Irish Mash

Irish Mash

  • Serves: 6 - 8
  • Prep Time: 00:15
  • Cooking Time: 00:25

This is an Irish style mash which is usually made with white potato, instead I've used parsnip and cauliflower for my healthier version. It's also much tastier than a plain mash made from just cauliflower; the leek, garlic and green shredded cabbage also add more nutrients. It's delicious with the Slow-cooker Baked Chicken and drizzled with chicken gravy.


* Please click on the green icon next to the ingredients listed below for extra details and helpful information.

  • 2 lge parsnip(s), diced, choose firm with light coloured skins
  • 1 sml - med cauliflower, chopped in even sized pieces
  • 1 1/2 Tbsp ghee, or coconut oil
  • 1 med leek(s), trimmed, cut lengthways in half & thinly sliced
  • 2 tsp garlic, minced or finely chopped
  • 3 cups (1/4 sml) green cabbage, finely shredded
  • 1 1/2 tsp sea salt, divided
  • 120ml coconut cream, divided
  • black pepper, ground, to taste


Add the parsnip to a large saucepan of lightly boiling filtered water. Cook for 6 - 8 minutes (it will depend on the size), add the cauliflower and continue cooking for 12 - 15 minutes or until the vegetables are soft.

Meanwhile, add the ghee to a large frying pan over medium heat. Add the leek and garlic, and cook for 4 - 5 minutes, stirring often until the leek is soft. Stir in the cabbage and 1 teaspoon of salt, cook, stirring often until the cabbage has softened, about 5 minutes. Pour in 60ml of the coconut cream, stir and bring to a simmer, then set aside.

Drain the cooked parsnips and cauliflower well, then return to the saucepan and roughly mash. Add the remaining 60ml of coconut cream and 1/2 teaspoon of salt and a generous pinch of black pepper, continue mashing to create a smoother texture.

Add the leek and cabbage mixture to the saucepan, keeping aside a little to garnish on top. Stir the mixture through the parsnip and cauliflower mash.

Transfer the Irish Mash into a serving dish and top with the extra cabbage mixture and some ground black pepper.


Parsnip is a root vegetable closely related to the carrot and grown as an annual. It has a sweet flavour, delicious in stews and soups, roasts well and I enjoy them cut into fries or chips and cooked in coconut oil. Parsnips are high in vitamins and minerals, especially potassium and also contain both soluble and insoluble dietary fibre. Choose firm parsnips with light coloured skin in season.


Cauliflower is one of the cruciferous vegetables that should be eaten on a regular basis, as it has huge health benefits. One cup of cooked cauliflower provides you with 73% of your DRI of vitamin C, it's also a good source of vitamin K. You will find several dozen studies linking cauliflower to cancer prevention.


Ghee is a lactose-free ancient superfood. It is made by slow cooking and clarifying butter to remove the milk solids and lactose, it's pure butter fat. You can get the flavour of butter in your cooking without the dairy (please don't consume if you have an allergy to ghee). My favourite brands are Organic Valley Purity Farms or Puresoul grass-fed. It is also very easy to make yourself. Ghee has a high smoke point 485F/250C.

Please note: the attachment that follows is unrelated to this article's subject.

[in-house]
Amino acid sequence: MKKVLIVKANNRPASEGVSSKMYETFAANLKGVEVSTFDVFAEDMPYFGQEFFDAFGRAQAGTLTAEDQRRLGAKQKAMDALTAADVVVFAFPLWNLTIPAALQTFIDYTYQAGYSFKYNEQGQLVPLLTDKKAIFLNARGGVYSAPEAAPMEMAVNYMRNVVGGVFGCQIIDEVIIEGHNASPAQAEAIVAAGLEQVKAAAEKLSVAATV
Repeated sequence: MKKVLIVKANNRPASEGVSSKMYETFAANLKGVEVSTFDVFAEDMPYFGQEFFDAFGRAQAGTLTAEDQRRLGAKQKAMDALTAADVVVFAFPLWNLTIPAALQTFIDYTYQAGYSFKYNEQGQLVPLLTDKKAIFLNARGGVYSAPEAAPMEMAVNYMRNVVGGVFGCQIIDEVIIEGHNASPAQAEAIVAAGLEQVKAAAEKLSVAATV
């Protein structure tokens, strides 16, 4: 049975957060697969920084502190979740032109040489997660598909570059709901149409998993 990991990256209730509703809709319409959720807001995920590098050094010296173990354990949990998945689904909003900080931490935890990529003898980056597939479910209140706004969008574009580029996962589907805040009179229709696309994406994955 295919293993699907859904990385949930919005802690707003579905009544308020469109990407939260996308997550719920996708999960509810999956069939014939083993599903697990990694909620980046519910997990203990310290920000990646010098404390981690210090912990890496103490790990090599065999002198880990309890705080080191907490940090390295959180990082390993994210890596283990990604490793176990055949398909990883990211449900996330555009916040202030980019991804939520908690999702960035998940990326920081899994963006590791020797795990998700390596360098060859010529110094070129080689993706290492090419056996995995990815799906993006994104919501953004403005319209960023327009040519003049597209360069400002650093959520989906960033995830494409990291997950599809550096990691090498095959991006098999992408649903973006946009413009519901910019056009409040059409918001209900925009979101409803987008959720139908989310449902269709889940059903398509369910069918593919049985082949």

Leek is a vegetable that belongs to the onion and garlic family. The edible part of the leek is the white base called the stem or stalk, the leaf sheath needs to be removed before eating. Leeks have a sweet, mild onion flavour and are commonly used in stock and soups. Leeks contain many flavonoid anti-oxidants, minerals and vitamins that have proven health benefits.


Garlic is a close relative to the onion and has been used throughout history for both medicinal and culinary purposes. In most of my recipes I use minced garlic as I find it distributes better throughout the dish. When in a hurry I use organic minced garlic which I purchase in glass jars and store in the fridge. When garlic powder is needed for a particular recipe, I use 'Simply Organic' brand. Why is garlic so good for us? It is an immune booster, antibiotic, good for the heart, cancer fighter and it's also knew as a weight loss aid (appetite suppressant).

green cabbage

There are many different kinds of cabbage, green is the most common cabbage, it has a mild flavour that can be enjoyed raw or cooked. Cabbage is very high in fibre and very low in kilojoules, it contains twice as much folate as the red variety and a source of vitamin C.

sea salt

Organic unbleached, unrefined organic Celtic sea salt or pink Himalayan salt is my salt of choice as these contain healthy minerals and trace elements that our body needs. Regular table salt has been bleached, refined and processed leaving minimal health benefits. If you choose to use regular table salt in my recipes you will need to reduce the quantity or the end result will be to salty.

coconut cream

I use this extensively throughout my recipes; from soups to dinners to desserts and cakes. I think it is the best dairy-free alternative. It gives so much flavour and creaminess to a wide variety of dishes. When purchasing in the can read your labels, even some organic brands contain gums and thickeners, choose full-fat not low-fat versions. I use Honest To Goodness organic cream 400ml and Ayam which isn't organic but has no additives or thickeners and is much creamier and thicker than other brands (that's why I love it), it comes in 400ml, 270ml and 140ml size cans.

black pepper, ground

Black and white pepper both come from the fruit of a tropical vine. Black pepper is the cooked and dried unripe fruit, known as a peppercorn and white pepper is from the ripe fruit seed. Pepper is usually coupled with salt, sprinkled over or added to food.